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> Should Wikipedia's software be rewritten in Ruby on Rails?
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post Mon 13th October 2008, 8:27pm
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QUOTE(Kelly Martin @ Mon 13th October 2008, 2:20pm) *

QUOTE(GlassBeadGame @ Mon 13th October 2008, 3:10pm) *
I'm a rank beginner compared to many of you but PHP does seem to me to have a pretty workable set of functions for query strings, sessions, accessing manipulating MySQL, sorting, encrypting and doing many website chores.
PHP makes it very easy to write code that works; but PHP makes it very hard to write code that works well, and even more so to write code that works well and can be maintained. The problem with environments with low barriers to entry is that any tyro can show up, whip something half-assed together and then claim to be an expert. I think everyone here can understand how this can be a bad thing.

Other than concerns about speed and security I wouldn't even know what what "work well" would even mean. Of course I would never hold myself out as an expert and agree with your point why writing klug programs or pages might not be a good thing.
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post Mon 13th October 2008, 8:52pm
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QUOTE(LamontStormstar @ Mon 13th October 2008, 11:57am) *

Hmmm I thought Python was faster than PHP and Perl ... Are you serious that yahoo's whole website is PHP? That's something. ... Odd they also use MySQL. I thought they might use some premium service like Oracle.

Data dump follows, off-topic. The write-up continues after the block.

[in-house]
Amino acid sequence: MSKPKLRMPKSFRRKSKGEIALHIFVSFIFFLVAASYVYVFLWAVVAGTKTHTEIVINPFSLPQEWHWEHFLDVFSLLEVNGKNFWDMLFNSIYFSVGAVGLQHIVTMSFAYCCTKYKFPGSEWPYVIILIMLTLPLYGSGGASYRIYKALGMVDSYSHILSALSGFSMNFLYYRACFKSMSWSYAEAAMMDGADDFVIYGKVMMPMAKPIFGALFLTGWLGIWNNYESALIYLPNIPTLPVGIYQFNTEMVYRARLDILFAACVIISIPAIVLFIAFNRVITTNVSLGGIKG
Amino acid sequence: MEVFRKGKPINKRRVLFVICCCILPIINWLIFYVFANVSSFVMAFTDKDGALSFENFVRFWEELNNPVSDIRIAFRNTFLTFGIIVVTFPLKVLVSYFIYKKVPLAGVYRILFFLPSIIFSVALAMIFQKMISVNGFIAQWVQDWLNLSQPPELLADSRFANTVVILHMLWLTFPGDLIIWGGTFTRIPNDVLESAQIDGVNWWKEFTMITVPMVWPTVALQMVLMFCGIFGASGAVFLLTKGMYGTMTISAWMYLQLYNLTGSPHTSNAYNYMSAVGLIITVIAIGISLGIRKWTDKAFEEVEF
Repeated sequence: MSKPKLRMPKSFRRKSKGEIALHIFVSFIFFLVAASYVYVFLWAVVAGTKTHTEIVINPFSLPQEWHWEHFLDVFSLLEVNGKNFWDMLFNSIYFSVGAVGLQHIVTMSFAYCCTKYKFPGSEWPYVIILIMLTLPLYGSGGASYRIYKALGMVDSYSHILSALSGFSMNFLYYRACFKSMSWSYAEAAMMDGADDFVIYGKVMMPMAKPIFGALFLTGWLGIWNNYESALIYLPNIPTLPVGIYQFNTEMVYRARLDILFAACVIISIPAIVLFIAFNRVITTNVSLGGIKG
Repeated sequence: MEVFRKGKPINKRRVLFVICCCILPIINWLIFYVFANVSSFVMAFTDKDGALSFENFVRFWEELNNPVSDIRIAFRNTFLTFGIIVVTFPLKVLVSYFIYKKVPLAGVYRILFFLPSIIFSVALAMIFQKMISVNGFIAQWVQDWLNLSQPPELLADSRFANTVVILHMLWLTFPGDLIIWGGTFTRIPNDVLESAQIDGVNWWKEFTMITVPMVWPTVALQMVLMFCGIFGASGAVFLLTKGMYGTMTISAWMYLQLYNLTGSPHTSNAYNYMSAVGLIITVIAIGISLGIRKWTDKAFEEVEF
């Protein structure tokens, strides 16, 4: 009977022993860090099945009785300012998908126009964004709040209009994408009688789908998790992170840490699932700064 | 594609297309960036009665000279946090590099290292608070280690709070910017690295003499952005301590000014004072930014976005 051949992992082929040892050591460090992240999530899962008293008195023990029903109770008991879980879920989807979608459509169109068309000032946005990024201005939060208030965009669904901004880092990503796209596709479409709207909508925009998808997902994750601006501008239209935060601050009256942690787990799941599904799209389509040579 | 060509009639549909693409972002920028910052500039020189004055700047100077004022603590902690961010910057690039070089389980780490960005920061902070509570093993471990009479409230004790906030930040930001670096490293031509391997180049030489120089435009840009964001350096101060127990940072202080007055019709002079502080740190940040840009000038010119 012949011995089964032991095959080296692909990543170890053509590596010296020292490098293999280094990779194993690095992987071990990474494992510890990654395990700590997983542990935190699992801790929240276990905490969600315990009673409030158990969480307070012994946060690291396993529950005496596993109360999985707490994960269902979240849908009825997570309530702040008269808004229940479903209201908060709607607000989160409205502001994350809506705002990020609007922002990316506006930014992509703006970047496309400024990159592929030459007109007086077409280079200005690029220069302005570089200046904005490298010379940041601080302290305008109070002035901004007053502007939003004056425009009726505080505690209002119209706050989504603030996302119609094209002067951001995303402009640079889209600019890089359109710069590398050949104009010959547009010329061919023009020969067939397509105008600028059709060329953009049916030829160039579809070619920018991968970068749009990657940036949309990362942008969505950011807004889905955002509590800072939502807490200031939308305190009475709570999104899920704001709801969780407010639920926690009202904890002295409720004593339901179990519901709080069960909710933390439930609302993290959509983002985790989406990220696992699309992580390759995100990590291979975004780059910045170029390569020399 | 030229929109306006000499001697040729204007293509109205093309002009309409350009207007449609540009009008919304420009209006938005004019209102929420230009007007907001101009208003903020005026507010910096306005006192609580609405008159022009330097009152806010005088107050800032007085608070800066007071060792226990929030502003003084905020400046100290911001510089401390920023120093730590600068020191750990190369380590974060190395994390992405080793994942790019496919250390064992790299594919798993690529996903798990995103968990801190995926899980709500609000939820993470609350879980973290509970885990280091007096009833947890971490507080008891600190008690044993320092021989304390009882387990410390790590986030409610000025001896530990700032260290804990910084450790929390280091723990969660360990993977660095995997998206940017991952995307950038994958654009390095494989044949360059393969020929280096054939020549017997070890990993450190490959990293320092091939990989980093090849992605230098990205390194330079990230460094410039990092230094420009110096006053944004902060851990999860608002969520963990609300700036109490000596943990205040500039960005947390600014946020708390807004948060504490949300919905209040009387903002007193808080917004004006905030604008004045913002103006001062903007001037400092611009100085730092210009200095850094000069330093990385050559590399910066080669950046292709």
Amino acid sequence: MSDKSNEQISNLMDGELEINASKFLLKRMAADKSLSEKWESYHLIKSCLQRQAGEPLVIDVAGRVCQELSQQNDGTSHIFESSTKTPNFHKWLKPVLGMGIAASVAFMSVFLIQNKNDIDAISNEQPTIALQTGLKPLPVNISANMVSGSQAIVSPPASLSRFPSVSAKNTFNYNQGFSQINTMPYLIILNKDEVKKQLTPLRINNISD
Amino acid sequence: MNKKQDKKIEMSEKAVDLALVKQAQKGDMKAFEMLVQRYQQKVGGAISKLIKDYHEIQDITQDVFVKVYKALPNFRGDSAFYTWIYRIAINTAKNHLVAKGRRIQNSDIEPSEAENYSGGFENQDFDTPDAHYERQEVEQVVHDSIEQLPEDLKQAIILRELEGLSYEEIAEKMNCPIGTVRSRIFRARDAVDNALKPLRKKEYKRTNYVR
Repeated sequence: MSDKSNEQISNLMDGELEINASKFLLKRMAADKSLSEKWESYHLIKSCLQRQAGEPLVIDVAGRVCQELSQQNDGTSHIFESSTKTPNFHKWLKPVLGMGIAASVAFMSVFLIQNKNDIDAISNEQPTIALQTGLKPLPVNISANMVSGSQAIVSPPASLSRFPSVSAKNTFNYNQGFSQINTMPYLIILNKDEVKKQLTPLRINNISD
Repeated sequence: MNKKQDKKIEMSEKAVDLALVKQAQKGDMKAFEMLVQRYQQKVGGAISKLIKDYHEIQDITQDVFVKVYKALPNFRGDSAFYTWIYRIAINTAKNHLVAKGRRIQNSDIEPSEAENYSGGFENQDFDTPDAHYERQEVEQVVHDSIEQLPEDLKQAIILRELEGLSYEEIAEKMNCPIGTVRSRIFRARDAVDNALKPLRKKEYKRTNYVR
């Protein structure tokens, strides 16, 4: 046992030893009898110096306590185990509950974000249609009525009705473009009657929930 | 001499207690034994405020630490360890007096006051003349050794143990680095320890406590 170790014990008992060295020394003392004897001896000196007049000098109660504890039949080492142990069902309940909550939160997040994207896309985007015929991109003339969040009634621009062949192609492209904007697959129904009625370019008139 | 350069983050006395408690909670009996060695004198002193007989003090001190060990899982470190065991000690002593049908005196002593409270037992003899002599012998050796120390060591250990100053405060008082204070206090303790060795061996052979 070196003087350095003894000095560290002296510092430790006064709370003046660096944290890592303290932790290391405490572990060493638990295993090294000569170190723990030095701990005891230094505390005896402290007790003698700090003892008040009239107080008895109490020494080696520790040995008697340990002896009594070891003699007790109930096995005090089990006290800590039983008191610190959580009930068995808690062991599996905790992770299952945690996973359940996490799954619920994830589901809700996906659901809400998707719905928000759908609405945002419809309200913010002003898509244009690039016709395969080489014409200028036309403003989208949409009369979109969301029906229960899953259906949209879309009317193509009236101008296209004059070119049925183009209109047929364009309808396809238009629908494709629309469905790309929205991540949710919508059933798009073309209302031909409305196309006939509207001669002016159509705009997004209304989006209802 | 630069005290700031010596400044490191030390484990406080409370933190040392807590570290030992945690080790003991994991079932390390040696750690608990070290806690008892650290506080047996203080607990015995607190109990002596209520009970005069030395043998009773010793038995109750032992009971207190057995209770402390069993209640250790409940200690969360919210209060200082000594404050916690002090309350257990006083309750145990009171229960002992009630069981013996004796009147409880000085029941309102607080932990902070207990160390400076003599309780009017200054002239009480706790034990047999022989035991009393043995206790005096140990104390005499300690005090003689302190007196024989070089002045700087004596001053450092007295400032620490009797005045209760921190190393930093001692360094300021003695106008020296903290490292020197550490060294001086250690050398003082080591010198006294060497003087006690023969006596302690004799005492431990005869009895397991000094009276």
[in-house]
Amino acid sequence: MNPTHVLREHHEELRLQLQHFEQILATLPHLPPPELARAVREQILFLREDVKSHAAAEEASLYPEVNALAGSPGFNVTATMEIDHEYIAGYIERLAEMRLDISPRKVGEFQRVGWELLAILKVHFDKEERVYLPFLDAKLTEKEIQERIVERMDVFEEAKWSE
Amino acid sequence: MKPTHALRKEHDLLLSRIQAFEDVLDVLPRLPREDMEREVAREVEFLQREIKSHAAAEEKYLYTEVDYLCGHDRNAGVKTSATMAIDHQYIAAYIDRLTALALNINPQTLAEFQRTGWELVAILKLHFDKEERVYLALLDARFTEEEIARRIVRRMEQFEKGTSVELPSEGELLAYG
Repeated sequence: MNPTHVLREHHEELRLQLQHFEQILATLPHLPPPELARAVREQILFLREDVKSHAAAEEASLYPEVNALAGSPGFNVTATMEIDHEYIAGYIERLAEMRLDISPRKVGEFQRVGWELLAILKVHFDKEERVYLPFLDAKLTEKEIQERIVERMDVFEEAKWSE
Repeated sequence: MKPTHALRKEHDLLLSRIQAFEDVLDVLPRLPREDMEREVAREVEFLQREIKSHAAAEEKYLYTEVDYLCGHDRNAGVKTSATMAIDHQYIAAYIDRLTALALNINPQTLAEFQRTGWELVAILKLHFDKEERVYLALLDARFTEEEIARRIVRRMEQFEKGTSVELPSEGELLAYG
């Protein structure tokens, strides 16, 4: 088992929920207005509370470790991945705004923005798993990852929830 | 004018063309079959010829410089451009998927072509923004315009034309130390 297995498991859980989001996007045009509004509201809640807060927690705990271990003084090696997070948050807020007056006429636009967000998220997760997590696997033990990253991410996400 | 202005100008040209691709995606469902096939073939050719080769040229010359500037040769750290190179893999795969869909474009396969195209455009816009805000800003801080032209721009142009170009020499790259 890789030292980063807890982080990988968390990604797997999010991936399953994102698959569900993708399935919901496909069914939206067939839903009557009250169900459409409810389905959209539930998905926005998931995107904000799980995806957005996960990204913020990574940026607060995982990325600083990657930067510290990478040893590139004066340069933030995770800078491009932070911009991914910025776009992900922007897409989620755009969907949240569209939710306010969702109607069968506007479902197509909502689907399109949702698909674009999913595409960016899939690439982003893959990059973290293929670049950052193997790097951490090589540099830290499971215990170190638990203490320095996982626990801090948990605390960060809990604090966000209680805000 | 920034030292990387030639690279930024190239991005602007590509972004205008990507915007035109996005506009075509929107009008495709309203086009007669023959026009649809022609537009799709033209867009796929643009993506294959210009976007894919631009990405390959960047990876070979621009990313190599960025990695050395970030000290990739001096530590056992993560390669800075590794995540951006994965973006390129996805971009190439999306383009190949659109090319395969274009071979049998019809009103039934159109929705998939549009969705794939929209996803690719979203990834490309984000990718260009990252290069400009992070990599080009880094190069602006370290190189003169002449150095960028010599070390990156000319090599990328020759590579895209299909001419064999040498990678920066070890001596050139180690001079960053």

Python only seems faster because hardly anyone does anything of any scale or size in it.

Yes, Yahoo is mostly PHP, and they have always been the poster-child for MySQL scalability, it being "enterprise class" vs. Oracle, etc.
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post Mon 13th October 2008, 9:10pm
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Could you run through Verifiability not Truth once more?

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In the old days MySQL was a no no compared with PostGres, but the InnoDB storage engine resolved the problems by putting a proper engine in place rather than something that didn't do record locking. These days, though still slightly quirky, MySQL seems about as good as anything else - databases are commodity software really and the core functionality of a database isn't much different.

The only trouble I have with PHP is the slightly odd typing system so you sometimes get little oddities, and the DIY OOP stuff is rather odd. However, for knocking up a website it is good. The main problem is not in PHP per se but in trying to split out presentation from logic. All in all though, PHP is a practical, pragmatic language, unlike C++ which if you get involved in STL, boost and all that clever templating (as opposed to simple templating), simply gets unfathomable for not just your average programmer, but your better than average programmer*. C++ can end up being too dense - hidden language features mean that you cannot simply look at code and know what is going to happen.

Be grateful ColdFusion has just about died out.

* Me smile.gif
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